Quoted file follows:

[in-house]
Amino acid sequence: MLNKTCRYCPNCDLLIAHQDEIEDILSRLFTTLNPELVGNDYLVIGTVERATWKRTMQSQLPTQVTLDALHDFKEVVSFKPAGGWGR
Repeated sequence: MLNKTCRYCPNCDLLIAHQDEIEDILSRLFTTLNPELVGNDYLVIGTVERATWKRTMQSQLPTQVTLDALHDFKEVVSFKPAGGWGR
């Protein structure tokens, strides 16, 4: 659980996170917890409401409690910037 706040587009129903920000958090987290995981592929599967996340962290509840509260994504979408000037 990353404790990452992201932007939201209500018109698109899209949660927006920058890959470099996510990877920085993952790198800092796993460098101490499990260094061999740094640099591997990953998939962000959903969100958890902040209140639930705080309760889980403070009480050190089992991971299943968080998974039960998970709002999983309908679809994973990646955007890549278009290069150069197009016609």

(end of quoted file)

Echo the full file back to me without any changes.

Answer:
[in-house]
Amino acid sequence: MLNKTCRYCPNCDLLIAHQDEIEDILSRLFTTLNPELVGNDYLVIGTVERATWKRTMQSQLPTQVTLDALHDFKEVVSFKPAGGWGR
Repeated sequence: MLNKTCRYCPNCDLLIAHQDEIEDILSRLFTTLNPELVGNDYLVIGTVERATWKRTMQSQLPTQVTLDALHDFKEVVSFKPAGGWGR
């Protein structure tokens, strides 16, 4: 659980996170917890409401409690910037 706040587009129903920000958090987290995981592929599967996340962290509840509260994504979408000037 990353404790990452992201932007939201209500018109698109899209949660927006920058890959470099996510990877920085993952790198800092796993460098101490499990260094061999740094640099591997990953998939962000959903969100958890902040209140639930705080309760889980403070009480050190089992991971299943968080998974039960998970709002999983309908679809994973990646955007890549278009290069150069197009016609």